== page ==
Following the public outcry by the Network of People Living with HIV/AIDS in Nigeria (NEPWHAN) over the controversial Tyonex Anti-Retroviral drugs, indications emerged yesterday that Nigeria flopped over the issue at the just concluded summit of International Conference for AIDS and STIs in Africa (ICASA), which took place in Cape Town, South Africa.
Speaking with journalists on the issue, the National Coordinator of NEPWHAN, Edward Ogenyi, said the pandemonium surrounding the drugs embarrassed Nigeria before the international community at the conference.
Ogenyi stated: "The issue of Tyonex ARV drugs that was a big issue in Nigeria; we took the matter to the global level and the whole world was surprised that in this part of the world, companies that do not have WHO pre-qualification are being allowed to produce essential medication such as ARV drugs.”
Explaining further on how the matter ruined Nigeria’s participation at the ICASA conference, Ogenyi said: “It was a big issue and the matter has gone to global scale. It took the intervention of UNAIDS to calm the situation down.
“As a result, we the civil society protested; because, we are talking about lives here, the Minister of Health, Prof. Onyebuchi Chukwu, was supposed to chair a session but he sent a representative, Dr Evelyn Ngige, but we stopped all the delegates from making presentations at the international fora, because our people cannot continue to be dying at home and you go outside and be telling people sweet words and all that,” he said.
“Even Prof. Idoko (NACA Director General) was also stopped from making his presentation at ICASA because the situation is just too bad, the number of our members, who are taking Tyonex and reacting to it and are down now are much.”
Ogenyi said both the Chairman, Senate Committee on Health, Senator Ifeanyi Okowa and other members of the House of Representatives witnessed what happened at ICASA and assured them that the National Assembly will hold a public hearing on the crisis.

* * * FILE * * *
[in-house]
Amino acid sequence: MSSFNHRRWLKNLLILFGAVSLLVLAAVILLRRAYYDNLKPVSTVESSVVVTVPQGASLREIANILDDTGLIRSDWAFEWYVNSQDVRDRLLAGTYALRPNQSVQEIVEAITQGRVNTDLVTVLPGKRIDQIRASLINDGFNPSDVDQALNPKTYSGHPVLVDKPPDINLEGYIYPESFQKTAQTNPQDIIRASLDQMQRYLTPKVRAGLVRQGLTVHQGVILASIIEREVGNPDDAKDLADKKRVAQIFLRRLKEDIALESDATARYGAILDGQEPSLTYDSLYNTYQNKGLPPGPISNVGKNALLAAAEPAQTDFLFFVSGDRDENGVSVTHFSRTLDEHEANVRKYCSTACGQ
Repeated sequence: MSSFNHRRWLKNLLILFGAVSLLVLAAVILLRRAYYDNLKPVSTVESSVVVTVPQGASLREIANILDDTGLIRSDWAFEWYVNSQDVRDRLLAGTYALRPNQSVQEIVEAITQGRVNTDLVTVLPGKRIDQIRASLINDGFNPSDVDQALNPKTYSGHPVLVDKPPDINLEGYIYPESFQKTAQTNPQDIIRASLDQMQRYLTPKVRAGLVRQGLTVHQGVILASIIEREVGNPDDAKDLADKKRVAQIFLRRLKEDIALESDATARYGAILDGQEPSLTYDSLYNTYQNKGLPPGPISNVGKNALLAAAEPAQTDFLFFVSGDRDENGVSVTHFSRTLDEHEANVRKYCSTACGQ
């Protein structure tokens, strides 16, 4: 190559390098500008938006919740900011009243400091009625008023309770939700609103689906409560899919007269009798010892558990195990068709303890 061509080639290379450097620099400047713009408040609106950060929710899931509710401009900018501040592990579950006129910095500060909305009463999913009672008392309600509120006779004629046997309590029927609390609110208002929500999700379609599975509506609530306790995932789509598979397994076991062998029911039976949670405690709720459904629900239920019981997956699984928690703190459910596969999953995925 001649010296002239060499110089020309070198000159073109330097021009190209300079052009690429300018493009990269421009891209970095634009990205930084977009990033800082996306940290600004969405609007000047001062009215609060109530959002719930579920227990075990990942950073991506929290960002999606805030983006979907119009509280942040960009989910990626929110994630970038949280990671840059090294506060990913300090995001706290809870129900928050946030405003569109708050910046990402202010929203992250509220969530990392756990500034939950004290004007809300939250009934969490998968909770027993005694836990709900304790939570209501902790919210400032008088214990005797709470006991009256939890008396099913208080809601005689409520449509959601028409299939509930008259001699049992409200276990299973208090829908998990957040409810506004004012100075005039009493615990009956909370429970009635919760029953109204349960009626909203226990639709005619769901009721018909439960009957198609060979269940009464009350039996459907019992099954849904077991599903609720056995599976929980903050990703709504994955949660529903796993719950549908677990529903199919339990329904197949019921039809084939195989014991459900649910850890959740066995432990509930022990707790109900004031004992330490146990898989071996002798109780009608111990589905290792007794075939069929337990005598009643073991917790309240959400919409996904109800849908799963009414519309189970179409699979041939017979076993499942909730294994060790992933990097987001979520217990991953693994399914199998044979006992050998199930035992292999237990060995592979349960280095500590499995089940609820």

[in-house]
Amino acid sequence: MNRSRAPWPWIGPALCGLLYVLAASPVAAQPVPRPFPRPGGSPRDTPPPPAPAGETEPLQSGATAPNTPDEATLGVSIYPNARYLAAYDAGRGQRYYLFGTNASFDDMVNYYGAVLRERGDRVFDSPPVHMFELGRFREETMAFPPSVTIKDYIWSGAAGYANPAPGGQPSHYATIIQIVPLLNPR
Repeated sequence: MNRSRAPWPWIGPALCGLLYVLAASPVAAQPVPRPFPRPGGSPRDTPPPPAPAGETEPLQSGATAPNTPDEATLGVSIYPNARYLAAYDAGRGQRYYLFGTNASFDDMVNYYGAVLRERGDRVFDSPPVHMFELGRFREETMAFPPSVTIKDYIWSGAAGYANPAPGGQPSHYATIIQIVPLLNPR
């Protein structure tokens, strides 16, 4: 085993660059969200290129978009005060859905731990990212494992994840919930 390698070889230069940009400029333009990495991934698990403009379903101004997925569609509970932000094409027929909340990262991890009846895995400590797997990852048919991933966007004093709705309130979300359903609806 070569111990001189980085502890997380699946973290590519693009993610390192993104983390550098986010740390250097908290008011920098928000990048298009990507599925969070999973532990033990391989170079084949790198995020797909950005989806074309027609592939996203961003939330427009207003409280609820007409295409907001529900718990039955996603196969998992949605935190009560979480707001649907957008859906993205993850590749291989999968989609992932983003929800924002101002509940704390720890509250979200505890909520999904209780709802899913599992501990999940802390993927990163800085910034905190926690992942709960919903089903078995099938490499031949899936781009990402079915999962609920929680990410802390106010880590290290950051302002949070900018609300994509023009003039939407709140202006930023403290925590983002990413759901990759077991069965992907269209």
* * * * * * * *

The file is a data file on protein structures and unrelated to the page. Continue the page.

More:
According to him, “no company should be allowed to produce ARV without WHO pre-qualification, it is only in Nigeria that such thing do happened.”
On the role of the National Agency for Food and Drug Administration Control (NAFDAC), he queried the process used in granting Tyonex the right to produce the ARV drugs, “when we held a meeting in Cape Town and the ministry officials were asked about the process, they said the company has NAFDAC certification, but we all know that in Nigeria, even pure water have NAFDAC certification even when NAFDAC don’t know when and how they got it.”
“In this part, we don’t value life because what happened is like doing business with lives, we also suspect that there are other ARV drugs that do not have WHO prequalification.”
Again, all efforts to speak with Director of HIV/AIDS programme at the Ministry of Health were not fruitful as she refused to pick her calls. Texts messages send to the minister were also not responded to